Scientists from Arizona State University’s School of Molecular Sciences, in collaboration with colleagues from Albert Einstein College of Medicine in New York City, have captured for the first time snapshots of crystal structures of intermediates in the biochemical pathway that enables us to breathe.
Their results, published today in the Proceedings of the National Academy of Sciences in the article "Snapshot of an Oxygen Intermediate in the Catalytic Reaction of Cytochrome c Oxidase," provide key insights into the final step of aerobic respiration.
“It takes a team to conduct such a sophisticated experiment,” said Associate Professor Alexandra Ros who, together with her graduate student Austin Echelmeier and former intern Gerrit Brehm, developed the hydrodynamic focusing mixer that made these experiments possible.
The mixer is a microfluidic device, which is high-resolution, 3D-printed and enables two streams of oxygen-saturated buffer to mix perfectly with a central stream containing bovine cytochrome c oxidase (bCcO) microcrystals. This initiates a catalytic reaction between the oxygen and the microcrystals.
In the beginning
This research was instigated by a conversation between Professor Petra Fromme, director of the Biodesign Institute’s Center for Applied Structural Discovery (CASD); Raimund Fromme, School of Molecular Sciences associate research professor; and Professor Denis Rousseau from the Albert Einstein College of Medicine in New York City who works on the structure of cytochrome c oxidase, a key enzyme involved with aerobic respiration.
Cytochrome c oxidase (CcO) is the last enzyme in the respiratory electron transport chain of cells located in the mitochondrial membrane. It receives an electron from each of four cytochrome c molecules, and transfers them to one oxygen molecule (two atoms), converting the molecular oxygen to two molecules of water.
Researchers at CASD, including ASU’s Richard Snell Professor of Physics John Spence, helped to pioneer a new technique called time-resolved serial femtosecondA femtosecond is a millionth of a billionth of a second. crystallography (TR-SFX). This technique takes advantage of an X-ray Free Electron Laser (XFEL) at the Department of Energy's SLAC National Accelerator Laboratory at Stanford University.
TR-SFX is a promising technique for protein structure determination, where a liquid stream containing protein crystals is intersected with a high-intensity XFEL beam that is a billion times brighter than traditional synchrotron X-ray sources.
While the crystals diffract and immediately are destroyed by the intense XFEL beam, the resulting diffraction patterns can be recorded with state-of-the-art detectors. Powerful new data analysis methods have been developed, allowing a team to analyze these diffraction patterns and obtain electron density maps and detailed structural information of proteins.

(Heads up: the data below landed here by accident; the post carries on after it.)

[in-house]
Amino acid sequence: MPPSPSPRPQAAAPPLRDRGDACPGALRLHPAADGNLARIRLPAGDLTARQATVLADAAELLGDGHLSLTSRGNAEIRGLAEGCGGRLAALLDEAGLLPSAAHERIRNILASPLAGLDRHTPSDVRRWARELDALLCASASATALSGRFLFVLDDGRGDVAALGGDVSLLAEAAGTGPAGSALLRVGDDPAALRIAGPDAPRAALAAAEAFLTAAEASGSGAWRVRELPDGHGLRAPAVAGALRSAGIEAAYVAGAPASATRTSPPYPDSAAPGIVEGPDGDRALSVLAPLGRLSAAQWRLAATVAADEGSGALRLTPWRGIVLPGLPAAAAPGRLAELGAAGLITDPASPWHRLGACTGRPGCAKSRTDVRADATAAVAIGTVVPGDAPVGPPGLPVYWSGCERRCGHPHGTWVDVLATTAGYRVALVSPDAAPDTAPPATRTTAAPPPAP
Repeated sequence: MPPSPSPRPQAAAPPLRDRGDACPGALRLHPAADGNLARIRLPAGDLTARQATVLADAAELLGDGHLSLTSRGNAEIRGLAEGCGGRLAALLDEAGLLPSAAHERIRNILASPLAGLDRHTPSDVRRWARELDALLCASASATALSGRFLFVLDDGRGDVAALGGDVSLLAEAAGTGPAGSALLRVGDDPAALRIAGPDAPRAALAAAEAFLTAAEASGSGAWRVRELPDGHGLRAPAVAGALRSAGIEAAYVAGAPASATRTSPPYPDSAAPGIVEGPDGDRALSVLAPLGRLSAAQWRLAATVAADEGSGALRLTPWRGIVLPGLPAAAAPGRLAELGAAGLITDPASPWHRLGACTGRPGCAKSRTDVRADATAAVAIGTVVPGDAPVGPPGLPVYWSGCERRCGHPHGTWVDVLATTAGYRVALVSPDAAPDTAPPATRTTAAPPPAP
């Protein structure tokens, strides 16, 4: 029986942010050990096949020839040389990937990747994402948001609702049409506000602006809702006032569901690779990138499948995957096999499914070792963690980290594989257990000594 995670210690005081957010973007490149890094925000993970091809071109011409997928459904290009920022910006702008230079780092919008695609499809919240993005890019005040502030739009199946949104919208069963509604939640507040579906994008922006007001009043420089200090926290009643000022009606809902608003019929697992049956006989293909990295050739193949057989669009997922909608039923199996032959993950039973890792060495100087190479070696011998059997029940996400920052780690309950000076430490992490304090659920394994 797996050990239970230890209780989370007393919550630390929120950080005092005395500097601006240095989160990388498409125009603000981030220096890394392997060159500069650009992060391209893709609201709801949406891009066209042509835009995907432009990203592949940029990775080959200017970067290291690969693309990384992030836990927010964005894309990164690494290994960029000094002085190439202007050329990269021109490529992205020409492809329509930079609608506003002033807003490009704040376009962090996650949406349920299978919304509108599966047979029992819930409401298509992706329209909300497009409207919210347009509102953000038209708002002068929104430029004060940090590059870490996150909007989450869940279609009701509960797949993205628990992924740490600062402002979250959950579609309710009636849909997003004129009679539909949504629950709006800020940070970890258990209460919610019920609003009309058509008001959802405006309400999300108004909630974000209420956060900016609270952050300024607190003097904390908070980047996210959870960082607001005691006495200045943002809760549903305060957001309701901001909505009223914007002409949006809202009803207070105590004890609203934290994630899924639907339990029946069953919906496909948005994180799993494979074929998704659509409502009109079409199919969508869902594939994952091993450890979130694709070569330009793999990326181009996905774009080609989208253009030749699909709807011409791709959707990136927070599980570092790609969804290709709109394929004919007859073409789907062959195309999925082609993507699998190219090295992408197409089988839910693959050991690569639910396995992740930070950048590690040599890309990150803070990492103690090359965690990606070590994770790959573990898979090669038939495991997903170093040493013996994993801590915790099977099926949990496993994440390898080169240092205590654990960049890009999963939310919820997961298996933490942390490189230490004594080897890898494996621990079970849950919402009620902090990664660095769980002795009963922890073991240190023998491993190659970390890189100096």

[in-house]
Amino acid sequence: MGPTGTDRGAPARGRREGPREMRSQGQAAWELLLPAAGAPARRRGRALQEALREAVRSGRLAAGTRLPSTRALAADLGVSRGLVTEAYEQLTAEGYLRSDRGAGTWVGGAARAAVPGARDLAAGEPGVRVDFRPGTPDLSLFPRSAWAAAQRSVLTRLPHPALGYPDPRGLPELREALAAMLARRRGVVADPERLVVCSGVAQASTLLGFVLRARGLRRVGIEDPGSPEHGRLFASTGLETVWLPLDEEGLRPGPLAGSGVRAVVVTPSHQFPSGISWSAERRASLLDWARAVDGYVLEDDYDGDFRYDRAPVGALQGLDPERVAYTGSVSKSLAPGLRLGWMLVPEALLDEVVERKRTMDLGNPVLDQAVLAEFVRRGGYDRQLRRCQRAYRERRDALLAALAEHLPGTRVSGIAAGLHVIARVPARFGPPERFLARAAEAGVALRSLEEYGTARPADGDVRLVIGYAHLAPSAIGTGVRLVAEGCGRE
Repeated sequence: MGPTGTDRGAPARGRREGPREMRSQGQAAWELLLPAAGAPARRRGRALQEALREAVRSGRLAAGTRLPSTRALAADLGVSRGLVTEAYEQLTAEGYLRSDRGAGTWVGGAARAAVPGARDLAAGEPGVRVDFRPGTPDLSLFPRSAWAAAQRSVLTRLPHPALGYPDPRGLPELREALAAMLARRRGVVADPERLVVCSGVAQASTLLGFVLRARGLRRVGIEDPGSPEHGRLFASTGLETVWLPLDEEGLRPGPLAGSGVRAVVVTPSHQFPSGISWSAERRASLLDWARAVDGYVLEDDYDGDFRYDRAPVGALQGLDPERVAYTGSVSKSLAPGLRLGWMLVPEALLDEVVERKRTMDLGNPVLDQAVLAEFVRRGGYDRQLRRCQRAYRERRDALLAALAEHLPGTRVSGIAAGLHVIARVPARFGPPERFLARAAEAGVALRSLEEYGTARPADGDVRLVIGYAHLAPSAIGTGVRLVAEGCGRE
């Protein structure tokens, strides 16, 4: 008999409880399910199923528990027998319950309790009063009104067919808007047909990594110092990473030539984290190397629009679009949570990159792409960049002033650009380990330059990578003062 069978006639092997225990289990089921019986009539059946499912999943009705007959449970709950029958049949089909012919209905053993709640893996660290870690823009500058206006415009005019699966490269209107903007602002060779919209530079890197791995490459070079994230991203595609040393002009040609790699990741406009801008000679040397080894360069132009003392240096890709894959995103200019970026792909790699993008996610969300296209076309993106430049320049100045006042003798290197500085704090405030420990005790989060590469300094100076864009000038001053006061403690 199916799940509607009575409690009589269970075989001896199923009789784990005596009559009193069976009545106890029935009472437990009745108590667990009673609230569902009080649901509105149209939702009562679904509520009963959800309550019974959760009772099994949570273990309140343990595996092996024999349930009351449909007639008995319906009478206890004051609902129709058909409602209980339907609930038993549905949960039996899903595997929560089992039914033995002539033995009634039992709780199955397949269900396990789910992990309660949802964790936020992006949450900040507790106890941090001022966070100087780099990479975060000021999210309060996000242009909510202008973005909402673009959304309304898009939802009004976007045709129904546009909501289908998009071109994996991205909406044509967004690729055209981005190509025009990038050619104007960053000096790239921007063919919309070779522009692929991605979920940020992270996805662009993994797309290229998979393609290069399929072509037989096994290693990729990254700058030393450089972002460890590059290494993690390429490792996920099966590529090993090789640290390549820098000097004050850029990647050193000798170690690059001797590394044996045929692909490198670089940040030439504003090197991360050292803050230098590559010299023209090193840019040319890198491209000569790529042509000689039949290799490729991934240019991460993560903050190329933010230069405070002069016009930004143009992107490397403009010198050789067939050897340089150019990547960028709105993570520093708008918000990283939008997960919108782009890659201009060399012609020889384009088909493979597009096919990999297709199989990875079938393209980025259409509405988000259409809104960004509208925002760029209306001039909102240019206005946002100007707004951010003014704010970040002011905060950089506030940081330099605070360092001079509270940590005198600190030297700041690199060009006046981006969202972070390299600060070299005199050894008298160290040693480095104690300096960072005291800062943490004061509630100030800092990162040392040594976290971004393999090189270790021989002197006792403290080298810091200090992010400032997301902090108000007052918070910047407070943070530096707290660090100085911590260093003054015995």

The method is specifically appealing for hard-to-crystallize proteins, such as membrane proteins, as it yields high-resolution structural information from small micro- or nanocrystals, thus reducing the contribution of crystal defects and avoiding tedious (if not impossible) growth of large crystals as is required in traditional synchrotron-based crystallography.
This new “diffraction before destruction” method has opened up new avenues for structural determination of fragile biomolecules under physiologically relevant conditions (at room temperature and in the absence of cryoprotectants) and without radiation damage.
CcO reduces oxygen to water and harnesses the chemical energy to drive proton (positively charged hydrogen atom) relocation across the inner mitochondrial membrane by a previously unresolved mechanism.
In summary, the TR-SFX studies have allowed the structural determination of a key oxygen intermediate of bCcO. The results of the team’s experiments provide new insights into the mechanism of proton relocation in the cow enzyme as compared to that in bacterial CcOs, and paves the way for the determination of the structures of other CcO intermediates, as well as transient species formed in other enzyme reactions.
Other coauthors on this paper, not previously mentioned, include Izumi Ishigami, Ariel Lewis-Ballester and Syun-Ru Yeh, all from the Albert Einstein College of Medicine; Nadia Zatsepin and Stella Lisova of the ASU Department of Physics; Jesse Coe, Zachary Dobson, Garrett Nelson and Shangji Zhang all from the School of Molecular Sciences and CASD; Thomas Grant from University at Buffalo, State University of New York; and Sébastien Boutet, Raymond Sierra and Alexander Batyuk all from SLAC.
This research was also supported by an NIH R01 (Petra Fromme) and the NSF BioXFEL STC.
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